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Cars, Banks and Dollars Without Borders



April 01, 2009 – Comments (0) | RELATED TICKERS: GE , CSCO , DBC

Today we saw the resignation of Rick Wagoner of GM at the request of the Obama Administration.  In watching and listening to various financial press I got the full range of opinions about the matter and the one I didn't hear was mine.  Pretty simply, nobody stood up and said, "...hey, this guy has run GM for 9 years, made tens of millions of dollars and the company is now effectively bankrupt.  The guy probably should have been fired years ago."  President Obama came closest with his statement about needing to stop excusing bad decision making.  The financial press was once again mostly deficient with at least one notable exception that I found in Donnie Deutsch.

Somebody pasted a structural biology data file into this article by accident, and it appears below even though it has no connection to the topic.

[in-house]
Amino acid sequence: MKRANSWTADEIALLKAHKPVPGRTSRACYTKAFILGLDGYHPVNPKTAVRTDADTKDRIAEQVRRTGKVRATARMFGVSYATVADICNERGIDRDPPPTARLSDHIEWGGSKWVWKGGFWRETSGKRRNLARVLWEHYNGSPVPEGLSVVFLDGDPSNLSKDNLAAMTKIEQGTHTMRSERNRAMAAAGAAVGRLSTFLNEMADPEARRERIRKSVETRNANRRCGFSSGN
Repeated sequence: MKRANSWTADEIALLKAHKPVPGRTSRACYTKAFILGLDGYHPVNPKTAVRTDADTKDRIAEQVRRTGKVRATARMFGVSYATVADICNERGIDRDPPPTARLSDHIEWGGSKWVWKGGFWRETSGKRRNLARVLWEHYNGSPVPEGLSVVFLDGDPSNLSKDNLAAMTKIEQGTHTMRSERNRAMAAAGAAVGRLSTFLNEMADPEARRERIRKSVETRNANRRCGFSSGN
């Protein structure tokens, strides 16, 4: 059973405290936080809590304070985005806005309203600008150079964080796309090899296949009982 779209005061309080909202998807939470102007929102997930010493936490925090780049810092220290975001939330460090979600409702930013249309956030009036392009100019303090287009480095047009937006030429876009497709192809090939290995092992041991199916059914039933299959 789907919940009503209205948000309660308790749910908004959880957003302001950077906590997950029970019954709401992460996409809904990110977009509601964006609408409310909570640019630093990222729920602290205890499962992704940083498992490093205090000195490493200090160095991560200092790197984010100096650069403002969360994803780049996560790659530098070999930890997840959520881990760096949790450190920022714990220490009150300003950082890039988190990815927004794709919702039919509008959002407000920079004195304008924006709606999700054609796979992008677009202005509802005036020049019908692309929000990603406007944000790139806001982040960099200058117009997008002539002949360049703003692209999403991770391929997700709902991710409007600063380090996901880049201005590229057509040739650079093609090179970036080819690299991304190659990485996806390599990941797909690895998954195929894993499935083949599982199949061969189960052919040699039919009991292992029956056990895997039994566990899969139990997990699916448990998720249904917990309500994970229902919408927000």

While I have already mentioned that I think the various bailouts are being handled clumsily with plenty of waste and theft going on, it is clear that the United States needs a domestic auto industry (in addition to a banking industry- to be addressed next).  This is so not only true from a jobs and product standpoint, but also a national defense standpoint, so we must make sure that GM and Ford do not simply disappear- Chrysler is less important in every respect than GM and Ford.  So far, the auto company bailout appears to have been handled about right, including dismissing Wagoner (albeit late).  It is time for new leadership at GM plain and simple.  It is also time for investors, not employees, to take the balance of the brunt of the restructuring, potentially via bankruptcy.  We must realize that It is ethically more right to support somebody who needs a job to feed a family than somebody who will have to take a tax write-off.